Cathie Wells, Prof Paul Williams, Dr Dante Kalise, Prof Nancy Nichols, Ian Poll (Industrial partner)
Current flight routes across the North Atlantic depend largely on the daily tracks provided by NATS (National Air Traffic Services). These are designed to provide ample space between aircraft for safety, whilst ensuring a reasonably direct route. The minimal time routing research behind these was pioneered by Ernst Zermelo in the 1930s. His method focused on minimising journey time through a wind field, whilst keeping air speed constant. In this dissertation his approach will be explained using Optimal Control Theory. After this, new formulae will be applied to calculate fuel burn at different air speeds. The basic derivation of fuel burn functions, dependent only on plane type, altitude and air speed will be undertaken, based on Ian Poll’s new papers. Results obtained by combining time minimisation with the fuel burn equations, will be tested in transatlantic flight track simulations, by routing aircraft through realistic wind fields generated by a global atmospheric numerical model. Motivation for such work is clear, with airlines and airport operators keen to benefit from minimising the fuel burn, not only to save money on kerosene, but also to minimise carbon dioxide emissions. Using data about the local wind field, flights can take advantage of the weather across the North Atlantic, dominated as it is by the increasingly strong jet stream at cruising altitude. This will ideally allow punctual arrivals, but with minimal fuel use and pollution.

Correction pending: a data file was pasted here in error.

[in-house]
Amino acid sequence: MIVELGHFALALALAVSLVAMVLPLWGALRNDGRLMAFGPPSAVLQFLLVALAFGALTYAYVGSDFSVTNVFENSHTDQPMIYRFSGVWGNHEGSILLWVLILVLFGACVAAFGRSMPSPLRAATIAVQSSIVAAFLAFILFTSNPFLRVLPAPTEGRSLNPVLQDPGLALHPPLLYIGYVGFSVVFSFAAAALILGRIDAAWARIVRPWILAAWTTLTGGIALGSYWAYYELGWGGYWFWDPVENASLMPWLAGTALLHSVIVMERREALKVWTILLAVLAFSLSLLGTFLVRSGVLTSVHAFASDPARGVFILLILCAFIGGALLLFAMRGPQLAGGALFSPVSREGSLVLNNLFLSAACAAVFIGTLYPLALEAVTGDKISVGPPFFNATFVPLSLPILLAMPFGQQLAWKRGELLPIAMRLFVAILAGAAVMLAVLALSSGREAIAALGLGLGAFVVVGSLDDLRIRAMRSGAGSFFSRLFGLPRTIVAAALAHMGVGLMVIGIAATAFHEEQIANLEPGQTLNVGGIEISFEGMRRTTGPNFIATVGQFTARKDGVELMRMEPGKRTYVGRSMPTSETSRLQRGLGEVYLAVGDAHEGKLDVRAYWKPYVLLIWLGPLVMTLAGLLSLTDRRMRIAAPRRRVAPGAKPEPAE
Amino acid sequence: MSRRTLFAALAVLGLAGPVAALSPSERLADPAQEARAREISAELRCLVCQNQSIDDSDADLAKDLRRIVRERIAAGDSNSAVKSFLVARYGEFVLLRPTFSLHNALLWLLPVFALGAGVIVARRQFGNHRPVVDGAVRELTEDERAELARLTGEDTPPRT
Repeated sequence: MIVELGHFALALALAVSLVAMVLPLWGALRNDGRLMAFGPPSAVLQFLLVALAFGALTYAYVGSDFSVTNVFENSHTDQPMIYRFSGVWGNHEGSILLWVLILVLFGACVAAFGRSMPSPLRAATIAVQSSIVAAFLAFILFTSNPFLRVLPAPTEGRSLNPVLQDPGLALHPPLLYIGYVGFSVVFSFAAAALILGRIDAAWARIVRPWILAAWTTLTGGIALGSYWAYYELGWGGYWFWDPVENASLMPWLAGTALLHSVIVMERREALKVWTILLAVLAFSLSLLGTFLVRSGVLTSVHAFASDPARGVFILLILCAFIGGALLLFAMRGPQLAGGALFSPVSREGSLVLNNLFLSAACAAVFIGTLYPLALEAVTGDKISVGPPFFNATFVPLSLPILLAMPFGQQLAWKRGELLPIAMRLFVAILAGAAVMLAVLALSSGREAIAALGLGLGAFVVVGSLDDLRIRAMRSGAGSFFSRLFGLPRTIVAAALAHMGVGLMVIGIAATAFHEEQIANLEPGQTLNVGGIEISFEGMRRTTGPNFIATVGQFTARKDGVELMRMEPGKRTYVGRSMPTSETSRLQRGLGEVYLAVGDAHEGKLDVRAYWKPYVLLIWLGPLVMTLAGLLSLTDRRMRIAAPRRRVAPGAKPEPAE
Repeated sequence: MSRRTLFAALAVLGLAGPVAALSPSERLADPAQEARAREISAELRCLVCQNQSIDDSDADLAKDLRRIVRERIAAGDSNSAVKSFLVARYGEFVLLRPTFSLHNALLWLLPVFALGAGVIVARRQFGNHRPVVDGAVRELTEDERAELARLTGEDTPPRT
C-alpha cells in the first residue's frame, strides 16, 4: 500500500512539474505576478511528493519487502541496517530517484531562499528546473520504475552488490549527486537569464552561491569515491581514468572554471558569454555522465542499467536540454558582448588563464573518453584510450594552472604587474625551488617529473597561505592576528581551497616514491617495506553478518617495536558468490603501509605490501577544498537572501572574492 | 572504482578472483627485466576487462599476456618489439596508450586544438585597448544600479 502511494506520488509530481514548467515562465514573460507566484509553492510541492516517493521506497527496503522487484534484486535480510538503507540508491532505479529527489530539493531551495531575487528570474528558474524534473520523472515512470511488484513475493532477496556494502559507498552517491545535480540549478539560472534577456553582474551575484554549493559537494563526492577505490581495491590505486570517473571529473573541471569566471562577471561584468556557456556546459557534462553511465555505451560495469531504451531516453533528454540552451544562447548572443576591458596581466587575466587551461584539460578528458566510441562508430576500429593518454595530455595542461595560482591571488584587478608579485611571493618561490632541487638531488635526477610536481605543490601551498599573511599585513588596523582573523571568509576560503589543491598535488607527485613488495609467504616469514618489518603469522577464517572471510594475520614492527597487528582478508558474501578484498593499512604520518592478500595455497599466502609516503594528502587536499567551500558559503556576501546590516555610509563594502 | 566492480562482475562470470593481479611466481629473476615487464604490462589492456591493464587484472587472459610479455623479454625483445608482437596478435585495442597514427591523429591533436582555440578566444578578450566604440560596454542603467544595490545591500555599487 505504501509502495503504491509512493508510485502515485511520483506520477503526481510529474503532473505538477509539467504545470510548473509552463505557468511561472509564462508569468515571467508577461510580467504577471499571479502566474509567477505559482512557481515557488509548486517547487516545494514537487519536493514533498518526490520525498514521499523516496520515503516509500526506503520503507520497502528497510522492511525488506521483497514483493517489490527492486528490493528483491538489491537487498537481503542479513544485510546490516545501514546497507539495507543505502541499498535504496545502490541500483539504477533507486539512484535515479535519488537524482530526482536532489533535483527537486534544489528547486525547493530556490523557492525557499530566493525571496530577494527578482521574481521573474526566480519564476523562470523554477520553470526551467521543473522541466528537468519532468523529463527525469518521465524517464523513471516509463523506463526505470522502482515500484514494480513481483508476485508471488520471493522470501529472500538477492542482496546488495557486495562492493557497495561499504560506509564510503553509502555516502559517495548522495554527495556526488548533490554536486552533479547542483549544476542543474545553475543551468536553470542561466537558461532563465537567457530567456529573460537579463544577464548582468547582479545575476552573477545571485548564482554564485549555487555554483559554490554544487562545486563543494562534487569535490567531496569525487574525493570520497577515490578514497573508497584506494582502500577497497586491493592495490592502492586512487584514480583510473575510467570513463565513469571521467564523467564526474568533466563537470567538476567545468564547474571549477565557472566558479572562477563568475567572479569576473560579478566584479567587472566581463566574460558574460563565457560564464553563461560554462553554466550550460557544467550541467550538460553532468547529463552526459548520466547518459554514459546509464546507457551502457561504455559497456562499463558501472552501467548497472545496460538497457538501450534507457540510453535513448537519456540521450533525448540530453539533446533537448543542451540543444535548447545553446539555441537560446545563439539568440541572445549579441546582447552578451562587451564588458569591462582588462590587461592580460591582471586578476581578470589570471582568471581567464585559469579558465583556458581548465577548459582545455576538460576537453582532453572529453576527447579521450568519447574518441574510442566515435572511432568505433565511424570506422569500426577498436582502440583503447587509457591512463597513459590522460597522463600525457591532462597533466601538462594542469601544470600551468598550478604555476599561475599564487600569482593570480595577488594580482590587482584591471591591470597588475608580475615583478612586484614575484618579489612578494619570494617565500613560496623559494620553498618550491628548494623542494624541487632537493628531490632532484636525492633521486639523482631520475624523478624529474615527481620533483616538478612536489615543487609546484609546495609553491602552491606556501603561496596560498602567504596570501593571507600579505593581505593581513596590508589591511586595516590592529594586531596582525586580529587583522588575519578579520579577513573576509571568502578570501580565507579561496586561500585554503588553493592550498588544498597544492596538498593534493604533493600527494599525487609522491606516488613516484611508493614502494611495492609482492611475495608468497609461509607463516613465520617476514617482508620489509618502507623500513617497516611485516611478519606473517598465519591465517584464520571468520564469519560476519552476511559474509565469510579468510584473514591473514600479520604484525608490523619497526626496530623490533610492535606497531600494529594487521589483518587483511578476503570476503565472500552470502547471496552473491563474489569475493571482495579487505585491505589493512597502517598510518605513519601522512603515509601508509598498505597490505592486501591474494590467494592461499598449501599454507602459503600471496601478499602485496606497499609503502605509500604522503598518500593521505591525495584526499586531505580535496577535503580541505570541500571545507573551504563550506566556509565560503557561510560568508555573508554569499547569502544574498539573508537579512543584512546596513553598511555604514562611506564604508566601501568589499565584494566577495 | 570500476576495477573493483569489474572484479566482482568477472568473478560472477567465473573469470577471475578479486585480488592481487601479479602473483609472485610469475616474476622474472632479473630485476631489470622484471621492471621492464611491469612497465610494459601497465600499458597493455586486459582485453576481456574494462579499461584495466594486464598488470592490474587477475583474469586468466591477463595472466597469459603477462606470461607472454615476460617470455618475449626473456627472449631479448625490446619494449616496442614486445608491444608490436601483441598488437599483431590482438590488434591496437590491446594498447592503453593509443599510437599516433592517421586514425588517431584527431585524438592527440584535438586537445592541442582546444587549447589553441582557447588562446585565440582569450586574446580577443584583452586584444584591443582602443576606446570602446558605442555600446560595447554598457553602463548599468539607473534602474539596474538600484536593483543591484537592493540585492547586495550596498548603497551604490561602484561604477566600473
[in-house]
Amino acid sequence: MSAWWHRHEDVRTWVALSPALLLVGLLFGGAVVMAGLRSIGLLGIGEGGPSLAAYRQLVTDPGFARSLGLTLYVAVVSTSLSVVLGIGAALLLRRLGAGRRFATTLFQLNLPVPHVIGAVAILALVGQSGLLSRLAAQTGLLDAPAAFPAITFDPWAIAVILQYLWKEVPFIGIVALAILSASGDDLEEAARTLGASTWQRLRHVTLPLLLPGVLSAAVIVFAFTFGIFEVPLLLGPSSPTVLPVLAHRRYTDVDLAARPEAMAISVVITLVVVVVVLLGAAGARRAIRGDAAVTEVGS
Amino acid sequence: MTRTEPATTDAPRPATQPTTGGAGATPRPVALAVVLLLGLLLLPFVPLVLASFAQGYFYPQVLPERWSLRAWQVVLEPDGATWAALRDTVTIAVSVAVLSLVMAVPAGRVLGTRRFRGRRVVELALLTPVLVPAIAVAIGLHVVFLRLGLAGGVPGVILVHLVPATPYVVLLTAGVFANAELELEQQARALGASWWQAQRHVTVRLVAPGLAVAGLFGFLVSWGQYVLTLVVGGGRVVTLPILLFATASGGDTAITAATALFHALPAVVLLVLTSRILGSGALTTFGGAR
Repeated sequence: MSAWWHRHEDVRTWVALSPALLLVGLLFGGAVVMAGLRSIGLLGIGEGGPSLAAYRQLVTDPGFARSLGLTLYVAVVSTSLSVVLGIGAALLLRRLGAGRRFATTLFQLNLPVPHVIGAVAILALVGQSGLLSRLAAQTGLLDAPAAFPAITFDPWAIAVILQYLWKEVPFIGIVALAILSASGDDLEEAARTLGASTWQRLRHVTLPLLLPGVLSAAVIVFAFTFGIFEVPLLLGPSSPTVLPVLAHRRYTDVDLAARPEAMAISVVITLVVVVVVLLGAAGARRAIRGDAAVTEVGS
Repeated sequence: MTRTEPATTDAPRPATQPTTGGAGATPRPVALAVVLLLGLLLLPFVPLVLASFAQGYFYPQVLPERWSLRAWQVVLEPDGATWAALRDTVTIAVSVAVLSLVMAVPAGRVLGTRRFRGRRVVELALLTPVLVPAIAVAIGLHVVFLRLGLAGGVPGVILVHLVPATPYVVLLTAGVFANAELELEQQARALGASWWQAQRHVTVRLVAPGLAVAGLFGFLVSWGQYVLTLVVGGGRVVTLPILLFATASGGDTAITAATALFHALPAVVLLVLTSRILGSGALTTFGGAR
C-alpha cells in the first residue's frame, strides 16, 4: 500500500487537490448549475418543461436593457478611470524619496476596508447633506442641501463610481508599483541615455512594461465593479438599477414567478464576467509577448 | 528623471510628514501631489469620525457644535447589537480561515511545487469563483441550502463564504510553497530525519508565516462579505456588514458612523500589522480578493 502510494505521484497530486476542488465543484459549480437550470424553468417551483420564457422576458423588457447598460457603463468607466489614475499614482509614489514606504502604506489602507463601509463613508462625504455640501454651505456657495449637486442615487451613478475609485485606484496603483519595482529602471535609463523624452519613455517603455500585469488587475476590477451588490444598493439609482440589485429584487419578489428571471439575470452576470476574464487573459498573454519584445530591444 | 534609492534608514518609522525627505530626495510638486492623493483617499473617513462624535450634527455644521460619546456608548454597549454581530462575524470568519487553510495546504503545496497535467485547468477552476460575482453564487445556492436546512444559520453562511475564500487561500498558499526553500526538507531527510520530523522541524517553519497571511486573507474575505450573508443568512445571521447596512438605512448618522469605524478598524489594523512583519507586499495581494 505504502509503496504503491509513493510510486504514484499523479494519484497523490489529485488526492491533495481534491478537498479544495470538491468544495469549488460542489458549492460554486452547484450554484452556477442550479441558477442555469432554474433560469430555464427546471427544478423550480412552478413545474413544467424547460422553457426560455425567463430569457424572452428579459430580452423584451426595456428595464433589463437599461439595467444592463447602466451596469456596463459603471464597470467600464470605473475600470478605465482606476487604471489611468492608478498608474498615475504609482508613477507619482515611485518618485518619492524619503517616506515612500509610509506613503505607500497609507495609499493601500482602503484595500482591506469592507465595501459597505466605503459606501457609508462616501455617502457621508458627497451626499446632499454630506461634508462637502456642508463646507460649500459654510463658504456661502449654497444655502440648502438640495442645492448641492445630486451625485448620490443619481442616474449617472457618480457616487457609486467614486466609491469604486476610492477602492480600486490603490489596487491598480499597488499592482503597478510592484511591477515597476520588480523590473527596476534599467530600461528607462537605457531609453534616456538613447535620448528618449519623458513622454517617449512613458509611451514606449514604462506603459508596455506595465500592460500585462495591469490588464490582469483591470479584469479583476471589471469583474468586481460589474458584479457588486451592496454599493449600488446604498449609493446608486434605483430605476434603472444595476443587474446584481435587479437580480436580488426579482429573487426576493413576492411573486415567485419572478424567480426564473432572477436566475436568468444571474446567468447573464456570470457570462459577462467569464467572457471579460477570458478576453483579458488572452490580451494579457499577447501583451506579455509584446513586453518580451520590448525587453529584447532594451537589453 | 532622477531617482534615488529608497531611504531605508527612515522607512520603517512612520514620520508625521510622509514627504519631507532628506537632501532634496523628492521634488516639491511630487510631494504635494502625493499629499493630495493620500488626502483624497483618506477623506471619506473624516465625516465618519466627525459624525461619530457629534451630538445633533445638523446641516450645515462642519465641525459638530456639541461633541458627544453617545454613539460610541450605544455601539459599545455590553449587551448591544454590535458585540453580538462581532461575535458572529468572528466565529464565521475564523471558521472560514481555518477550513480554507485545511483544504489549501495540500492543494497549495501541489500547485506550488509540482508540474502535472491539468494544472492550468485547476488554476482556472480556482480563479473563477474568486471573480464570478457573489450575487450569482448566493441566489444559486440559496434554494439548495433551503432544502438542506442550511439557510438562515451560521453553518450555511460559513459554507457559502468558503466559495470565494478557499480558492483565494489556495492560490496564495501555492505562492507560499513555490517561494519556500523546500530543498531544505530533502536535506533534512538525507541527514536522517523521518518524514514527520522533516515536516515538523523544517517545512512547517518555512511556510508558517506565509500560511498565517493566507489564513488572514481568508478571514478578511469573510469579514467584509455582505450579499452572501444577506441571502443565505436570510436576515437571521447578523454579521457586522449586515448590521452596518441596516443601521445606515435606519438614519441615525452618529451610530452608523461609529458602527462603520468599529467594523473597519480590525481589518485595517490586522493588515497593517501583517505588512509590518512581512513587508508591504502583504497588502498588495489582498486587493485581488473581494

In order to prove that the new trajectories are advantageous, fuel burn along current routes will be considered using data from FlightRadar24.com for British Airways flights BA174 and BA177 from 1st December 2018 to 28th February 2019. In this way simulated methods can be compared with actual paths flown, during the strongest season for the jet stream.
The overriding challenge for this millennium is to find approaches that will lead to a net benefit for both the economy and the environment. My dissertation hopes to achieve just this.